Cost-effectiveness of brief cognitive behaviour therapy versus treatment as usual in recurrent deliberate self-harm: a decision-making approach

Byford, S., Knapp, M., Greenshields, J., Ukoumunne, O. C., Jones, V., Thompson, S., Tyrer, P., Schmidt, U. and Davidson, K. (2003) Cost-effectiveness of brief cognitive behaviour therapy versus treatment as usual in recurrent deliberate self-harm: a decision-making approach. Psychological Medicine, 33(6), pp. 977-986. (doi:10.1017/S0033291703008183)

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Publisher's URL: http://dx.doi.org/10.1017/S0033291703008183

Abstract

Background. Deliberate self-harm can be costly, in terms of treatment and subsequent suicide. Any intervention that reduces episodes of self-harm might therefore have a major impact on the costs incurred by service providers and the productivity losses due to illness or premature death.Method. Four hundred and eighty patients with a history of recurrent deliberate self-harm were randomized to manual-assisted cognitive behaviour therapy (MACT) or treatment as usual. Economic data were collected from patients at baseline, 6 and 12 months, and these data were complete for 397 patients. Incremental cost-effectiveness was explored using the primary outcome measure, proportion of patients having a repeat episode of deliberate self-harm, and quality of life. The uncertainty surrounding costs and effects was represented using cost-effectiveness acceptability curves.Results. Differences in total cost per patient were statistically significant at 6 months in favour of MACT (-£897, 95% CI -1747 to -48, P=0·04), but these differences did not remain significant at 12 months (-£838, 95% CI -2142 to 466, P=0·21). Nevertheless, exploration of the uncertainty surrounding these estimates suggests there is >90% probability that MACT is a more cost-effective strategy for reducing the recurrence of deliberate self-harm in this population over 1 year than treatment as usual. The results for quality of life were not conclusive.Conclusion. Cost-effectiveness acceptability curves demonstrate that, based on the evidence currently available, to reject MACT on traditional grounds of statistical significance and to continue funding current practice has <10% chance of being the correct decision in terms of cost-effectiveness.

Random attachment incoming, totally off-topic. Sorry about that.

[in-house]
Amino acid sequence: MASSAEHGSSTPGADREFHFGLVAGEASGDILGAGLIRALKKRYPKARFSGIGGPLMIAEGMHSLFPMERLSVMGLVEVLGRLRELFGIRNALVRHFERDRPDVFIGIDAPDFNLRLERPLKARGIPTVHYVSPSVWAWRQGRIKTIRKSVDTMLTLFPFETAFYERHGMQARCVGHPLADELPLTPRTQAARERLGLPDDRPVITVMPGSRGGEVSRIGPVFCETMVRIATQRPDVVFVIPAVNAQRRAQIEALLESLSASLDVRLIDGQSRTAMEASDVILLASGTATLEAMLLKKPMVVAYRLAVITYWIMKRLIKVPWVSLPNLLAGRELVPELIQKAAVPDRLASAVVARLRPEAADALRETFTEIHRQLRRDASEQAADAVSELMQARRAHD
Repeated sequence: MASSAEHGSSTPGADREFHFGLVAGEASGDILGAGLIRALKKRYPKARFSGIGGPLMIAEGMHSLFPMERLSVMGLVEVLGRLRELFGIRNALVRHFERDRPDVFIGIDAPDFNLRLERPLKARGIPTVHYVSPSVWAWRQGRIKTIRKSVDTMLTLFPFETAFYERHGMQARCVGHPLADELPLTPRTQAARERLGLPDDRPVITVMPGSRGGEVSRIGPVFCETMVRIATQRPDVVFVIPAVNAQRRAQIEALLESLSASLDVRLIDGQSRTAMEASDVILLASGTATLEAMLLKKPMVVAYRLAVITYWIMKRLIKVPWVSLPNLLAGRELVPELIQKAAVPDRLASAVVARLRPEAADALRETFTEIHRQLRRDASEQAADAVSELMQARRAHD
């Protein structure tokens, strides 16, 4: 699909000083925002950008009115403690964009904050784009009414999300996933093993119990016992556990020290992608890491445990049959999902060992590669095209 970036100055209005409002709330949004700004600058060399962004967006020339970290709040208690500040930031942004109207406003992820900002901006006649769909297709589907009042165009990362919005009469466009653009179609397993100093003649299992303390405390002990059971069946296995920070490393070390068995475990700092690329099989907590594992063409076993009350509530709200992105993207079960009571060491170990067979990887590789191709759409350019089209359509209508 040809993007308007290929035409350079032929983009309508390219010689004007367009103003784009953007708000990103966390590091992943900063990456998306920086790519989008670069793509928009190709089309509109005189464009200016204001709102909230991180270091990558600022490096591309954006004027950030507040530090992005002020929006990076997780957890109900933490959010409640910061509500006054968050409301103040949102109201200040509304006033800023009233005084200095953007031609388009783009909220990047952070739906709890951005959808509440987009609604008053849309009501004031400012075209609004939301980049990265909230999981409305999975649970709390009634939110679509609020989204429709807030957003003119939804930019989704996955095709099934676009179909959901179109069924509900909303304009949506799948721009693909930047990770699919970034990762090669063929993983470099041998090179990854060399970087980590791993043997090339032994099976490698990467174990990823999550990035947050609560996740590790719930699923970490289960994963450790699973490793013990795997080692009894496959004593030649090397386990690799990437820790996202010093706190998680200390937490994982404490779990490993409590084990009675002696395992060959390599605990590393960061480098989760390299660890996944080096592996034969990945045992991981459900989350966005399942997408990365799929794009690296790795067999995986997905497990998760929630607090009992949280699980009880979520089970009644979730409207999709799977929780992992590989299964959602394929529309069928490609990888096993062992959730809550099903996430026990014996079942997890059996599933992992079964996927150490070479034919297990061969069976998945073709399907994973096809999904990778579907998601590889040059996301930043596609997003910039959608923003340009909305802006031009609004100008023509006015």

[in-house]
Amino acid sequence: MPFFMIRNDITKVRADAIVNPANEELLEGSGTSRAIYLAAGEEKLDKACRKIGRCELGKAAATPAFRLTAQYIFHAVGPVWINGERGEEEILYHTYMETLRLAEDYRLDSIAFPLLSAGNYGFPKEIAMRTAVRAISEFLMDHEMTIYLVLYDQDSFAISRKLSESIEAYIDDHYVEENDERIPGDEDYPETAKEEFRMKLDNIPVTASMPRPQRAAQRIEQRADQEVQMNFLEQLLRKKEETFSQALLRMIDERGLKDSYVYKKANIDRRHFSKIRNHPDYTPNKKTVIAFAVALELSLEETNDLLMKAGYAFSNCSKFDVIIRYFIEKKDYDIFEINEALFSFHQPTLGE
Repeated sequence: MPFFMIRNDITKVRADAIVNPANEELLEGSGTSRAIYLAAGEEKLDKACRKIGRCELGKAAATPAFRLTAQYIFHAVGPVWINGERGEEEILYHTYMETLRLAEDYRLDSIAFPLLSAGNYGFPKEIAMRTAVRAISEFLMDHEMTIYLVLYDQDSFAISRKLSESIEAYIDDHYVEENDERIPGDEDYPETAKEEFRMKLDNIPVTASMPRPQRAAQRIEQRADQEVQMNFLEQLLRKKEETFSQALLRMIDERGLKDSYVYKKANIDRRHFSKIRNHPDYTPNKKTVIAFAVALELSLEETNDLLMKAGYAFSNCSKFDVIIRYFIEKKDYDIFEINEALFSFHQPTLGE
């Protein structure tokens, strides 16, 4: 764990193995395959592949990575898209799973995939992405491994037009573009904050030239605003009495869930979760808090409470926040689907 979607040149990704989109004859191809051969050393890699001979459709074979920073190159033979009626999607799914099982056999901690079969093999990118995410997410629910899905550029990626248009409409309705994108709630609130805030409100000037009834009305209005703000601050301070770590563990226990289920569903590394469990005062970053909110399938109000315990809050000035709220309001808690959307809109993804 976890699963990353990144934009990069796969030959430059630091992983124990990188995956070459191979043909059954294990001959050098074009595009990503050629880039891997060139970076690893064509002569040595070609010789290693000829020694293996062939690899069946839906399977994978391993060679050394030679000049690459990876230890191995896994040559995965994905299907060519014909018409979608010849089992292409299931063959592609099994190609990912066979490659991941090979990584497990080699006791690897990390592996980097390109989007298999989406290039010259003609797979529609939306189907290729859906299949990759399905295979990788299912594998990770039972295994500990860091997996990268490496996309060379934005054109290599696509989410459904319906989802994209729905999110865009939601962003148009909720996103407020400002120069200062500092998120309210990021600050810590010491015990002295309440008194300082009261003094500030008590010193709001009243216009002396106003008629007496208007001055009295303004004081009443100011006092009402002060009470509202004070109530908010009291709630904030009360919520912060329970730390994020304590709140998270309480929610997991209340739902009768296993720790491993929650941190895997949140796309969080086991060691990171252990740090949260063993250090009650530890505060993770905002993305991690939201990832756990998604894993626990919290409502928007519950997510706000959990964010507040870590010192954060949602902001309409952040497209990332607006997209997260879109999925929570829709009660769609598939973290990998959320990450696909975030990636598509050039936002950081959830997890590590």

Item Type:Articles
Status:Published
Refereed:Yes
Glasgow Author(s) Enlighten ID:Davidson, Professor Kate
Authors: Byford, S., Knapp, M., Greenshields, J., Ukoumunne, O. C., Jones, V., Thompson, S., Tyrer, P., Schmidt, U., and Davidson, K.
College/School:College of Medical Veterinary and Life Sciences
Journal Name:Psychological Medicine
ISSN:0033-2917

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